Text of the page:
Former Reddit CEO Crashes Bill Gates’ AMA To Correct Him On Solar Desalination

Bill Gates opened himself to Reddit users Friday in his ninth Ask Me Anything, and while he answered everything from his alleged conspiratorial activities to his advice for job interviews, he focused mostly on climate change.
Gates just published a book on climate solutions, “How To Avoid A Climate Disaster,” but one particular Redditor found lacking Gates’ answer to a question about seawater desalination.
Another user, Sahil Raza, had asked Gates: “Hey Bill! How do you think Seawater Desalination will impact the issue of global water shortage in the coming years?”
“We have lots of water,,” replied Gates. “The problem is that it is expensive to desalinate it and move it to where it is needed. This is all about the cost of energy. The cost is prohibitive for agricultural use of water. New seeds can reduce water use, but some areas won’t be able to farm as much.”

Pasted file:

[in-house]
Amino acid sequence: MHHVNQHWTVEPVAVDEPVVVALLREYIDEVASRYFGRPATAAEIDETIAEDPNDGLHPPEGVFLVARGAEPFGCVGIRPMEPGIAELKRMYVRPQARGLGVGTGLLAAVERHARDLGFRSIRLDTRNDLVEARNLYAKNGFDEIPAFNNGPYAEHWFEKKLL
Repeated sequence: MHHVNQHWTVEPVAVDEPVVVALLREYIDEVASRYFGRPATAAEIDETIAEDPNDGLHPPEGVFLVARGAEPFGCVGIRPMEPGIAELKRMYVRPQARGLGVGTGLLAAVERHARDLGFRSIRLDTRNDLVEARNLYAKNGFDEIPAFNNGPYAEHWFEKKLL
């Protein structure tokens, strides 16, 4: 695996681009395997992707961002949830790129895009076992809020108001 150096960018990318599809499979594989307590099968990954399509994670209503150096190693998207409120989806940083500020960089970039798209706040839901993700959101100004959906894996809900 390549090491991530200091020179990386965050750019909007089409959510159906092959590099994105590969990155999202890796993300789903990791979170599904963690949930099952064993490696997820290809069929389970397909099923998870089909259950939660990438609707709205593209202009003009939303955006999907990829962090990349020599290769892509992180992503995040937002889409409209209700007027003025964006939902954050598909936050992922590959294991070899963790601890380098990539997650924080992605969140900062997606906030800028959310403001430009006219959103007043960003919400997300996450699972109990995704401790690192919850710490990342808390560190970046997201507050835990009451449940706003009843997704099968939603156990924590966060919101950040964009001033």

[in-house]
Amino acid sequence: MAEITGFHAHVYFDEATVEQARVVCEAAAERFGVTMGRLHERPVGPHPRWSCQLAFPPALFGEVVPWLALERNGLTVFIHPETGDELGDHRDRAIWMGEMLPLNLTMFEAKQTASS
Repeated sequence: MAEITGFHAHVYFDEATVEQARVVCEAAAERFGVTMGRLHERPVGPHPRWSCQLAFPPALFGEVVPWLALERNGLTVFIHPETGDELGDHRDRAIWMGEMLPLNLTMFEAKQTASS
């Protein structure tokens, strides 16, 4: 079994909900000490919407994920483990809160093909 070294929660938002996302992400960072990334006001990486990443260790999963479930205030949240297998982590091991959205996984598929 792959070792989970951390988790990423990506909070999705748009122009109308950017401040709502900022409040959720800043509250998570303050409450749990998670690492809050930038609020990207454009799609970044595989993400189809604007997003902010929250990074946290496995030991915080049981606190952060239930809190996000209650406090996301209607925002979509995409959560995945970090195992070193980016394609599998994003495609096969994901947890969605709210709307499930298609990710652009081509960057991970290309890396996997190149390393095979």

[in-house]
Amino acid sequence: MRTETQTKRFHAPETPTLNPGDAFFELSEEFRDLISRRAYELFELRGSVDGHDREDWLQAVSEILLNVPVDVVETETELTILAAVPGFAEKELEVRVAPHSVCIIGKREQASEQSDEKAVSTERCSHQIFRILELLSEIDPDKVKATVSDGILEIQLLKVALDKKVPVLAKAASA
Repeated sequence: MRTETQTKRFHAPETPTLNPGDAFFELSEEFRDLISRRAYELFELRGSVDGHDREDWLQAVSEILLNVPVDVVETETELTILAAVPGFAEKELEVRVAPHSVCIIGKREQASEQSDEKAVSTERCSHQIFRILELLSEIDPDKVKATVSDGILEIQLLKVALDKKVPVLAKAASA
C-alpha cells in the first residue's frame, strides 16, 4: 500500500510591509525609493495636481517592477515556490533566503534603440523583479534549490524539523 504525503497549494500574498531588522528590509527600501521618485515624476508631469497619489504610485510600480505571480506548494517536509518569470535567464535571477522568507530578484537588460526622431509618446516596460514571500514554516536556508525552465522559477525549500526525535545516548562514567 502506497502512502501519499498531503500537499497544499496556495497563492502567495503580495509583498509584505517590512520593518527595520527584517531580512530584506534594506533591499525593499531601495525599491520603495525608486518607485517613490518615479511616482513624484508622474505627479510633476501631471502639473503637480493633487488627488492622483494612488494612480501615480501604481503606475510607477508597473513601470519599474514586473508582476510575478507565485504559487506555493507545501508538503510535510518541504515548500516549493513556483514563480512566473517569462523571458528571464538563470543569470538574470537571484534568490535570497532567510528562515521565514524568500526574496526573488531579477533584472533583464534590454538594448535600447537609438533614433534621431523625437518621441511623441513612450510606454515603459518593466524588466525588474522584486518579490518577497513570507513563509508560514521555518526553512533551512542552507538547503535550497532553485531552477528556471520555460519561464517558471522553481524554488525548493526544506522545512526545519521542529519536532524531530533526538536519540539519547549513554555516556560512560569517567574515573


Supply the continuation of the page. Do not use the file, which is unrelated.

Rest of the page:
That’s when former Reddit CEO Yishan Wong stepped in, declaring that freshwater scarcity is “a problem that will likely be completely resolved in the next 10-20 years” thanks to the falling price of solar energy.
“This is no longer as big a problem as it used to be, due to ongoing declines in the price of solar,” Wong wrote in a 538-word comment.
Wong is now the CEO of Terraformation, a Hawaii-based company he started in 2017 to promote native forest restoration. The company recently built the world’s largest off-grid solar-powered desalination system, according to its website, “to alleviate water shortages that hinder arid ecosystem restoration.”
The main cost of transporting water, Wong clarified, derives from the energy needed to lift it, but solar-powered pumps can move water uphill when the sun is shining and store it in tanks, avoiding any solar intermittency issues, until it’s needed. Then it will flow effortlessly downhill with no energy cost.
Other than cost, desalination has been hobbled by the waste brine it produces. Terraformation’s system draws water from a brackish well near the ocean—not directly from the ocean—so it begins with water that’s about 25 percent as salty as seawater. It produces two streams—1) clean water devoid of salt and 2) water that’s about 50 percent as salty as seawater. The saltier product is used to irrigate salt-tolerant plants.

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